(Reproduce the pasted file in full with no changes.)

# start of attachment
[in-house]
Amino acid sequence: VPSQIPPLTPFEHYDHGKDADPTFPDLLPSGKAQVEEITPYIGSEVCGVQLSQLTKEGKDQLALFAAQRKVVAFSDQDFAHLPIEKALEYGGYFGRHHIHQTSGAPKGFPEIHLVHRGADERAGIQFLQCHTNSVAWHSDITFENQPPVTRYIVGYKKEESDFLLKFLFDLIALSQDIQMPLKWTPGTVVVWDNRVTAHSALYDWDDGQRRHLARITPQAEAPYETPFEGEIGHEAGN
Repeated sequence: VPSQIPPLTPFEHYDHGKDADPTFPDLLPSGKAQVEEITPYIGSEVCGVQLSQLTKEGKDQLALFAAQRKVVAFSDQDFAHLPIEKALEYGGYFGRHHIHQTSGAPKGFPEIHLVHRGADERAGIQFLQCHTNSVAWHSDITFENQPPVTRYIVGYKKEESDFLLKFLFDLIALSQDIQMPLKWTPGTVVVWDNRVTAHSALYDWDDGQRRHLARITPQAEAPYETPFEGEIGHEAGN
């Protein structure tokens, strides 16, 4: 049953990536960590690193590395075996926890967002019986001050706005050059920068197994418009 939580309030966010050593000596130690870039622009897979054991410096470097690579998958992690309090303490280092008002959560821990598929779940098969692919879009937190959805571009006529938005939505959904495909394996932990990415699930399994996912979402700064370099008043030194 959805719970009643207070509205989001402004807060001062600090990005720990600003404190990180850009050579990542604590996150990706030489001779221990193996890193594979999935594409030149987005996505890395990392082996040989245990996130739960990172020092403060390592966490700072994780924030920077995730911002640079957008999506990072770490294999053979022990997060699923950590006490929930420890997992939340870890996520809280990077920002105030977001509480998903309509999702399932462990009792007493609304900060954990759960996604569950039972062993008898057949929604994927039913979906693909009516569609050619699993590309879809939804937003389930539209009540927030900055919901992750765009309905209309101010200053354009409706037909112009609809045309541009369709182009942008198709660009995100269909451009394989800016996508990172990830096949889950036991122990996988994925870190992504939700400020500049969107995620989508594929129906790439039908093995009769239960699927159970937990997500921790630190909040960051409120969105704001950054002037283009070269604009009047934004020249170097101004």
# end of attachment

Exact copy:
[in-house]
Amino acid sequence: VPSQIPPLTPFEHYDHGKDADPTFPDLLPSGKAQVEEITPYIGSEVCGVQLSQLTKEGKDQLALFAAQRKVVAFSDQDFAHLPIEKALEYGGYFGRHHIHQTSGAPKGFPEIHLVHRGADERAGIQFLQCHTNSVAWHSDITFENQPPVTRYIVGYKKEESDFLLKFLFDLIALSQDIQMPLKWTPGTVVVWDNRVTAHSALYDWDDGQRRHLARITPQAEAPYETPFEGEIGHEAGN
Repeated sequence: VPSQIPPLTPFEHYDHGKDADPTFPDLLPSGKAQVEEITPYIGSEVCGVQLSQLTKEGKDQLALFAAQRKVVAFSDQDFAHLPIEKALEYGGYFGRHHIHQTSGAPKGFPEIHLVHRGADERAGIQFLQCHTNSVAWHSDITFENQPPVTRYIVGYKKEESDFLLKFLFDLIALSQDIQMPLKWTPGTVVVWDNRVTAHSALYDWDDGQRRHLARITPQAEAPYETPFEGEIGHEAGN
């Protein structure tokens, strides 16, 4: 049953990536960590690193590395075996926890967002019986001050706005050059920068197994418009 939580309030966010050593000596130690870039622009897979054991410096470097690579998958992690309090303490280092008002959560821990598929779940098969692919879009937190959805571009006529938005939505959904495909394996932990990415699930399994996912979402700064370099008043030194 959805719970009643207070509205989001402004807060001062600090990005720990600003404190990180850009050579990542604590996150990706030489001779221990193996890193594979999935594409030149987005996505890395990392082996040989245990996130739960990172020092403060390592966490700072994780924030920077995730911002640079957008999506990072770490294999053979022990997060699923950590006490929930420890997992939340870890996520809280990077920002105030977001509480998903309509999702399932462990009792007493609304900060954990759960996604569950039972062993008898057949929604994927039913979906693909009516569609050619699993590309879809939804937003389930539209009540927030900055919901992750765009309905209309101010200053354009409706037909112009609809045309541009369709182009942008198709660009995100269909451009394989800016996508990172990830096949889950036991122990996988994925870190992504939700400020500049969107995620989508594929129906790439039908093995009769239960699927159970937990997500921790630190909040960051409120969105704001950054002037283009070269604009009047934004020249170097101004």